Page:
On Asia trip, Mr. Obama must send clear signals on human rights
By Editorial Board,
PRESIDENT OBAMA’S first foreign policy initiative following his reelection is a reinforcement of his “pivot” of U.S. attention and resources toward Asia. The president on Saturday begins a trip that will take him to an Asian summit meeting in Cambodia, as well as to Burma and Thailand. The strategy, which is aimed in part at bolstering Southeast Asian nations that fear the growing power of China, is a sensible one — though it seems likely that the greatest challenges of Mr. Obama’s second term will come from the Middle East, Afghanistan and Iran.
At the same time, the timing and itinerary of Mr. Obama’s tour raise some critical questions about his Asia strategy. One of the nations he will visit, Cambodia, is an autocracy whose strongman, Hun Sen, has been in power for 27 years. Another, Burma, is a military dictatorship that recently undertook a political liberalization but has far to go to meet basic human rights standards. The president’s tour consequently will bring to the forefront the issue of what role human rights and democracy promotion will play in the Asia pivot.
In the interest of balancing China, will the United States be willing to tolerate autocracy and human rights abuses by its Asian allies — as it did the crimes of dictators during the Cold War? The administration says no: In fact, it claims credit for helping to bring about the political opening in Burma, which has seen opposition leader Aung San Suu Kyi go from house arrest to membership in parliament in a matter of months.
Human rights activists, nevertheless, argue that Mr. Obama has been too quick to bestow the honor of a presidential visit on Burma and that he should not have agreed to meet Hun Sen. Burma’s political transition will not be complete until at least 2015, when the next national election will be held, and ethnic violence in the country has been growing worse. U.S. efforts to obtain the release of hundreds of remaining political prisoners in advance of Mr. Obama’s visit have so far produced no result.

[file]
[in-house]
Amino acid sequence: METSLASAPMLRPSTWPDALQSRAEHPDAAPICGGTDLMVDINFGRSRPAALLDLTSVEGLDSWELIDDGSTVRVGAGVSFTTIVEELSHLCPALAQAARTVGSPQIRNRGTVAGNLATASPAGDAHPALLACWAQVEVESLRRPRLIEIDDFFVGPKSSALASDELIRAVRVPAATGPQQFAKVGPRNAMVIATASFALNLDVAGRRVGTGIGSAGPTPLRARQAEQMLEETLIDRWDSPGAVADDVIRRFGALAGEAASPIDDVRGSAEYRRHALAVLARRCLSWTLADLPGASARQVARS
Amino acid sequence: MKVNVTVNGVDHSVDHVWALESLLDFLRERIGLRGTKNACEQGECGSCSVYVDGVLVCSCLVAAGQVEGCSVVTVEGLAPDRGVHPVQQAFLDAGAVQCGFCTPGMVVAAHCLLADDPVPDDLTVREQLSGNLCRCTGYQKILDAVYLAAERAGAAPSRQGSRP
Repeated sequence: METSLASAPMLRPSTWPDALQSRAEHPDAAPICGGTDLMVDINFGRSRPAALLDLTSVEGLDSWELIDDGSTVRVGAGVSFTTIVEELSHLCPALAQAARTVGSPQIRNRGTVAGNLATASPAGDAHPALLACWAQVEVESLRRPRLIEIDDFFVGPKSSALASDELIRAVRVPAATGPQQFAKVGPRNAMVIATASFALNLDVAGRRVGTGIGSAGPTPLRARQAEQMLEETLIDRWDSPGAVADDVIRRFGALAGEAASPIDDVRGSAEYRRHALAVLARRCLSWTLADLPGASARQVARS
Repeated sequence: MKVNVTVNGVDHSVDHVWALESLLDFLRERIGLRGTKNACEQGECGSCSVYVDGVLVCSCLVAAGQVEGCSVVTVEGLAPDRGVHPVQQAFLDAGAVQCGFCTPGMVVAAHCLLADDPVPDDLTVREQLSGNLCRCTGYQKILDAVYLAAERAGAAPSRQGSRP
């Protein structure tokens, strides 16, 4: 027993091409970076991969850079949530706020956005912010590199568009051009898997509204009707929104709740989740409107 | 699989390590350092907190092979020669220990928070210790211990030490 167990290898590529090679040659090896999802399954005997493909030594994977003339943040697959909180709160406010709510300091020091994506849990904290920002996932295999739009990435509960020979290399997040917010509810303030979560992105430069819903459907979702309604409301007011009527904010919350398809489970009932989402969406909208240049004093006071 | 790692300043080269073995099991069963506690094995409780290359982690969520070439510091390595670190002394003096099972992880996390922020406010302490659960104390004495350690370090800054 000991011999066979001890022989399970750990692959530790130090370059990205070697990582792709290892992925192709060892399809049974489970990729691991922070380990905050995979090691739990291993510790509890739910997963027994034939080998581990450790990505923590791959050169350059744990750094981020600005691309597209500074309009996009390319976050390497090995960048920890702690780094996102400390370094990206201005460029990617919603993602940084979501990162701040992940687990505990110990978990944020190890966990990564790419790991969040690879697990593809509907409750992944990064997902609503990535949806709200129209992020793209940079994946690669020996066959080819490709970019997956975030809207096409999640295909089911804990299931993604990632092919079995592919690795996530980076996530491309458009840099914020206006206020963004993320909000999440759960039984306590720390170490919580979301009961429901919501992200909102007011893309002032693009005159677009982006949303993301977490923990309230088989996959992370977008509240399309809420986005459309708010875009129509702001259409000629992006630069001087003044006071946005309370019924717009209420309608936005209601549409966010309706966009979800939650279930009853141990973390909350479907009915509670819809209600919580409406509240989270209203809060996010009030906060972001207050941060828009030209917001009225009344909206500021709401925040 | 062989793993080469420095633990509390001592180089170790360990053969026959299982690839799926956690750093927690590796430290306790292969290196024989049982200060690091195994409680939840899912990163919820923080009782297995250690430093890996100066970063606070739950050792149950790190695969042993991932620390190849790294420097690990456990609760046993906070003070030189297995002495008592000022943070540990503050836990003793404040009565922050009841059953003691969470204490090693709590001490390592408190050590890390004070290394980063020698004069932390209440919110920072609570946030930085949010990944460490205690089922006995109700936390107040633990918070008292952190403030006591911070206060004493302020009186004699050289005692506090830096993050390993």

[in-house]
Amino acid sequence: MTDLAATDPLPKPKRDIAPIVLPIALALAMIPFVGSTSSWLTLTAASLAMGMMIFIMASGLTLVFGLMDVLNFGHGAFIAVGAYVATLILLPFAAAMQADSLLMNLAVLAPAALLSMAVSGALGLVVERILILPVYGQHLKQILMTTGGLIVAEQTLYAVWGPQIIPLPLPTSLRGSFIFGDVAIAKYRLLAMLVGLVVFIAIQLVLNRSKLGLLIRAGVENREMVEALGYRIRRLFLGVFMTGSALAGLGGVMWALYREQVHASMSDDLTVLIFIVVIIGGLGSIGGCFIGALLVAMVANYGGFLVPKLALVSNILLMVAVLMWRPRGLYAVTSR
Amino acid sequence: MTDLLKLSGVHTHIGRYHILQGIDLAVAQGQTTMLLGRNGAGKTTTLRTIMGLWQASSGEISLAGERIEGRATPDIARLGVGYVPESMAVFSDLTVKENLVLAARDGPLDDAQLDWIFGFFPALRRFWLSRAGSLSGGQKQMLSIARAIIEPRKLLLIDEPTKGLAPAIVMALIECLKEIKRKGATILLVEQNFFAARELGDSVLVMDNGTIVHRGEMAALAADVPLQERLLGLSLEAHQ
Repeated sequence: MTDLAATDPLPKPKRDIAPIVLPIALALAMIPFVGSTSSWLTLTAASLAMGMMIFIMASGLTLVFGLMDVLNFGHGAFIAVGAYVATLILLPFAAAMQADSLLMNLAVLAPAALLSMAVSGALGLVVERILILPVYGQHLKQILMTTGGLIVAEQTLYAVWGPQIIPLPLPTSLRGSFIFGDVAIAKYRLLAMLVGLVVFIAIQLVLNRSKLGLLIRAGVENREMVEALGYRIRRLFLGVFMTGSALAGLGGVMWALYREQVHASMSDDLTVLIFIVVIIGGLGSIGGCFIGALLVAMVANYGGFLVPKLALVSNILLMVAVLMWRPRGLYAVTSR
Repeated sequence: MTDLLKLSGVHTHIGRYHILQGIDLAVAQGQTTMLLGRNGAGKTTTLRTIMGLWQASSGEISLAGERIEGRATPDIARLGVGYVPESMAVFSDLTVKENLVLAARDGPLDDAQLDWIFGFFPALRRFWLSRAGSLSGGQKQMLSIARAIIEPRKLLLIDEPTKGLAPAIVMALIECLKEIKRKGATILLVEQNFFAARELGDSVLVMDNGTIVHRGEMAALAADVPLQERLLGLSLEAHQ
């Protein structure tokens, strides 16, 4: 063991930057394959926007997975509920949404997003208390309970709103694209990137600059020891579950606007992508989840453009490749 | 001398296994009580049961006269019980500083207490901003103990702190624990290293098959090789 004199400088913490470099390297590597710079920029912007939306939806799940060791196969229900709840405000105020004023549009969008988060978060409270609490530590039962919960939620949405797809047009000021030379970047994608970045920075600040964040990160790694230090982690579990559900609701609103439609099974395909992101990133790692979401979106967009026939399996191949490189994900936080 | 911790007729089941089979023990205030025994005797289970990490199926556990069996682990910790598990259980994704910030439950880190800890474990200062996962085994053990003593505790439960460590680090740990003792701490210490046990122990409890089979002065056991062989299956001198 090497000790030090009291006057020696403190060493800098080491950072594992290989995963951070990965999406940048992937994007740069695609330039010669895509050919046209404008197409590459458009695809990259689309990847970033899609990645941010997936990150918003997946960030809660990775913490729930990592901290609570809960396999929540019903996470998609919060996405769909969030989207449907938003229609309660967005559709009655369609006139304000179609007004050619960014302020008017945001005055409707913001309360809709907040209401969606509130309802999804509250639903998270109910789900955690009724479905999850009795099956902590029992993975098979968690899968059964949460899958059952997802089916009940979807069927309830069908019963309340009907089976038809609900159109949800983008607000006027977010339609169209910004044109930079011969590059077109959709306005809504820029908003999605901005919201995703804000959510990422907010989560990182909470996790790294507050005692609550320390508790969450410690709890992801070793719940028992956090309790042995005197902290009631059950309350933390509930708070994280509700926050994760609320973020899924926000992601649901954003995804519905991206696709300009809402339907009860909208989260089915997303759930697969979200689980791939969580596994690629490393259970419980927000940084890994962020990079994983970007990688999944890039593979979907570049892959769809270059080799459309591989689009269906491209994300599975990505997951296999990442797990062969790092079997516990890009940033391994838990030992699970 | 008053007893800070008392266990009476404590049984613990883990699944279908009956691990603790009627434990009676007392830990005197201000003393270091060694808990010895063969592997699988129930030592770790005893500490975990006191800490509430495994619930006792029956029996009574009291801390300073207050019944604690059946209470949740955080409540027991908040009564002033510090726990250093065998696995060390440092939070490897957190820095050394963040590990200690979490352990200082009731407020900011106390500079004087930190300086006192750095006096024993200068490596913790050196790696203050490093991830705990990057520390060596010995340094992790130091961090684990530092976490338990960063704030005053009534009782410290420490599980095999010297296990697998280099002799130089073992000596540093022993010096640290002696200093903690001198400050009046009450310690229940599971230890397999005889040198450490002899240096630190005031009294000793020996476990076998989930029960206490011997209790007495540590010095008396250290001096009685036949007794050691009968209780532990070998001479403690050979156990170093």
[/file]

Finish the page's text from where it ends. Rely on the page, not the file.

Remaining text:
The Cambodian leader, for his part, followed up on a meeting with Secretary of State Hillary Rodham Clinton in July by arresting the owner of the country’s leading independent radio station; he was later sentenced to 20 years in prison on trumped-up charges. Hun Sen is setting the stage for a one-sided election next year. The worry is that he will take his meeting with the U.S. president as sanction to entrench himself and his family in what would amount to a new Cambodian dynasty, while Burmese President Thein Sein will freeze the reform process.
Administration officials say they retain the leverage to roll back recent economic concessions to Burma if there is political backsliding and that the president is planning to make a major speech about the political process. But Mr. Obama should not limit himself to Burma or to words. He should make it clear that a key aim of the new Asia strategy will be consolidating democratic government in the region — and that regimes that move in the wrong direction, like that of Hun Sen, will be frozen out.